As we sweat in an Aussie summer, Lithuanian motorcycle adventurer Karolis Mieliauskas will be riding 1000km across Siberia in temperatures down to -60C to research active meditation.
Aptly named The Coldest Ride, Karolis says the journey on a single-cylinder Yamaha Tenere across the Road of Bones will be a research exercise into what he calls “active meditation”.
Basically, it’s a way of forcing the mind to meditate by subjecting the body to harsh conditions; in this case, the cold.
Most riders have ridden in harsh conditions such as cold, heat, high winds or driving rain.
For some it’s an absolute pain.
But for others it is an enlightening experience. Some even refer to an out-of-body experience when the mind takes control of the pain and discomfort, divorcing the rider from their body.
Author Robert M Pirsig explored the theory in his famous 1974 book Zen and the Art of Motorcycle Maintenance.
“The Coldest Ride is an exploration of the connection between the body and how the mind plays with the cold in these situations,” Karolis says.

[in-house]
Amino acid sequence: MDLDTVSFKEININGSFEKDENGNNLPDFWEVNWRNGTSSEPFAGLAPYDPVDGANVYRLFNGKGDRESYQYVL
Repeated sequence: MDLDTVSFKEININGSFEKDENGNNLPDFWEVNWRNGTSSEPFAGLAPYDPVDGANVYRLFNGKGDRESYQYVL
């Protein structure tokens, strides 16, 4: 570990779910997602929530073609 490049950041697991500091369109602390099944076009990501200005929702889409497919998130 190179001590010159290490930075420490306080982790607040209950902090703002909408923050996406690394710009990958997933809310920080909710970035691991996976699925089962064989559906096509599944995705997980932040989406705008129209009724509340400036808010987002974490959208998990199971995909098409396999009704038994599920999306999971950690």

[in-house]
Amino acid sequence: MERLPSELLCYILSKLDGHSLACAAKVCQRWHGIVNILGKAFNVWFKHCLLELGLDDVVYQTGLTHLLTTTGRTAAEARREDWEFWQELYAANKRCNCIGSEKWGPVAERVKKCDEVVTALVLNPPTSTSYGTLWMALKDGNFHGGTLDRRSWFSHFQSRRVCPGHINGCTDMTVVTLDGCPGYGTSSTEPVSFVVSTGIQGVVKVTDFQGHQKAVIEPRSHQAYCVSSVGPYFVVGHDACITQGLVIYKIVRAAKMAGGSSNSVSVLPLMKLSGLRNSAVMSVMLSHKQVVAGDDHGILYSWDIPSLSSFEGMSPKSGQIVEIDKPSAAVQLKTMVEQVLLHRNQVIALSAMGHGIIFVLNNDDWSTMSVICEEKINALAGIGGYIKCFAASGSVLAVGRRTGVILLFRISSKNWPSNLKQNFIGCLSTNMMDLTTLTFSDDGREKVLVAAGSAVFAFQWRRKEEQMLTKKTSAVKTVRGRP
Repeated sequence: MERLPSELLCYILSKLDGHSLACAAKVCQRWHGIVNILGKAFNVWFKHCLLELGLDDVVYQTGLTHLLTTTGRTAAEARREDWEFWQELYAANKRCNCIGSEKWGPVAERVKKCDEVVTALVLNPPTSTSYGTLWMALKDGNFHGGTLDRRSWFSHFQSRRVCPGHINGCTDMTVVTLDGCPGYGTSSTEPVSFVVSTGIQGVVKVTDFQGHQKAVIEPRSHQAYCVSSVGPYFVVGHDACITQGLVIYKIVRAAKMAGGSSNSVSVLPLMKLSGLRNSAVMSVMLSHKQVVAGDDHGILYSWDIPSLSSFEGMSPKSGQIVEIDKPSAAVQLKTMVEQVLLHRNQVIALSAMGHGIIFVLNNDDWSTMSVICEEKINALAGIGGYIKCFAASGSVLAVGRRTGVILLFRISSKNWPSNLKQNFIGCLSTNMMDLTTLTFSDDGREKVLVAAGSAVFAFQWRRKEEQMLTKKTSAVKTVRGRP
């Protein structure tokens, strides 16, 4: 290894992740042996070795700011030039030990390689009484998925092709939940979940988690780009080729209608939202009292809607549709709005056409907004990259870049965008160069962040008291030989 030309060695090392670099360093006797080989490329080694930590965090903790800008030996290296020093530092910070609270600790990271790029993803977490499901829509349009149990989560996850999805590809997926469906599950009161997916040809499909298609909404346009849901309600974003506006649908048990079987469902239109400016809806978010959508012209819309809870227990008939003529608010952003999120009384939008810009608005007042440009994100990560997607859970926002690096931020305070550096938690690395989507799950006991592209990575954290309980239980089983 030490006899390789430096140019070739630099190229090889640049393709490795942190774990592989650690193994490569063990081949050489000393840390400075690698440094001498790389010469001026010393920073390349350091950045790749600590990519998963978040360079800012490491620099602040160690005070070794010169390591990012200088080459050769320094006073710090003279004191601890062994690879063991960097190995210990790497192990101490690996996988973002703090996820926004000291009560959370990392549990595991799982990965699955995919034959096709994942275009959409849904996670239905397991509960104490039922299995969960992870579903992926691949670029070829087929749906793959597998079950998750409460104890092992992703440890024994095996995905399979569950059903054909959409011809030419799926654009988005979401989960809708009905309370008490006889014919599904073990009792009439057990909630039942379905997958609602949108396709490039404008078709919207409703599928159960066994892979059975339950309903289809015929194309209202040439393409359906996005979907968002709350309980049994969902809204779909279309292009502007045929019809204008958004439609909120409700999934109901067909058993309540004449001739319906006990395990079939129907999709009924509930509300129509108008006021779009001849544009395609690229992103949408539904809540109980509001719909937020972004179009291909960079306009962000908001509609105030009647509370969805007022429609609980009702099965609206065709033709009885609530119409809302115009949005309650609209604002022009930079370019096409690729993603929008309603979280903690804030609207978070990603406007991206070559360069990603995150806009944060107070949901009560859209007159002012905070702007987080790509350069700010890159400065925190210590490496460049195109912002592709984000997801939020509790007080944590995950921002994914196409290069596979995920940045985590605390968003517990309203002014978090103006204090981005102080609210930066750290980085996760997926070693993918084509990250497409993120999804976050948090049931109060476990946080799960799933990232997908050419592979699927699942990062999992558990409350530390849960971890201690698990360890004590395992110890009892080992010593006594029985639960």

“In tough conditions such as these, I have a number of devices to show me where are my theoretical limits and going beyond them is something I think that we should all do.”
He uses the example of swimming in icy water. He says the mind tells us it will hurt and we will get sick, but it doesn’t and the body copes.
“Each time in moments like these, the realisation that not everything the mind believes is necessarily true,” he says.
“I hope that The Coldest Ride will push all of us to challenge our own perceptions of things, whatever they may be.”
This is not his first or most epic ride in the cold.
In July 2016, he rode 11,000km from Vilnius to Vladivostok in 12 days and in March 2017 he rode 785km across the ice of Lake Baikal, the deepest lake in the world, with our support, camping gear or a satphone.
“I basically call endurance riding ‘active meditation’ because from early morning to late evening on these trips, I am just riding a motorcycle which is not designed for trips as long as these,” he says.
“As a result, this makes the journey physically uncomfortable.
“However it is a form of self-discipline.”
He says the most interesting part of these trips is when he asks myself “who am I?”
“By continually asking this question and again rejecting all possible answers, I finally experience the truth,” he says.
Karolis begins his ride in Yakutsk on February 4, 2019, and hopes to reach Oymyakon around February 10.
The ride will be filmed and featured on the BBC Travel Show later in 2019.